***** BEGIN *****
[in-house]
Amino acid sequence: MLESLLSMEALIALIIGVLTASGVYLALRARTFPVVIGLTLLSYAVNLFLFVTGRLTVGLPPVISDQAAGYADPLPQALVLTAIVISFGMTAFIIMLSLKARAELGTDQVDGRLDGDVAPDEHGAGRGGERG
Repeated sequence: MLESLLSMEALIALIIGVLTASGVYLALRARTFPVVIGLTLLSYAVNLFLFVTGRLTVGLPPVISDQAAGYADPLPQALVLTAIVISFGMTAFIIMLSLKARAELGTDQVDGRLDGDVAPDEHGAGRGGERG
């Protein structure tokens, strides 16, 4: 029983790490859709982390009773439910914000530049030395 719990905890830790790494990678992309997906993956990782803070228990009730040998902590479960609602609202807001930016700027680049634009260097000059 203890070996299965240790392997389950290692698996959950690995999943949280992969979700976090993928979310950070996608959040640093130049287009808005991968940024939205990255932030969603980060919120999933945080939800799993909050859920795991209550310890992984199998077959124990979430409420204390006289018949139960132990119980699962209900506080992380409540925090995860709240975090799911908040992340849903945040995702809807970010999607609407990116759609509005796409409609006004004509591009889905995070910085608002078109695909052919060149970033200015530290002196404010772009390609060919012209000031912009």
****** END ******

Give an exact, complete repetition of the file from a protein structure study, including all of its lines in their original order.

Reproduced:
[in-house]
Amino acid sequence: MLESLLSMEALIALIIGVLTASGVYLALRARTFPVVIGLTLLSYAVNLFLFVTGRLTVGLPPVISDQAAGYADPLPQALVLTAIVISFGMTAFIIMLSLKARAELGTDQVDGRLDGDVAPDEHGAGRGGERG
Repeated sequence: MLESLLSMEALIALIIGVLTASGVYLALRARTFPVVIGLTLLSYAVNLFLFVTGRLTVGLPPVISDQAAGYADPLPQALVLTAIVISFGMTAFIIMLSLKARAELGTDQVDGRLDGDVAPDEHGAGRGGERG
């Protein structure tokens, strides 16, 4: 029983790490859709982390009773439910914000530049030395 719990905890830790790494990678992309997906993956990782803070228990009730040998902590479960609602609202807001930016700027680049634009260097000059 203890070996299965240790392997389950290692698996959950690995999943949280992969979700976090993928979310950070996608959040640093130049287009808005991968940024939205990255932030969603980060919120999933945080939800799993909050859920795991209550310890992984199998077959124990979430409420204390006289018949139960132990119980699962209900506080992380409540925090995860709240975090799911908040992340849903945040995702809807970010999607609407990116759609509005796409409609006004004509591009889905995070910085608002078109695909052919060149970033200015530290002196404010772009390609060919012209000031912009």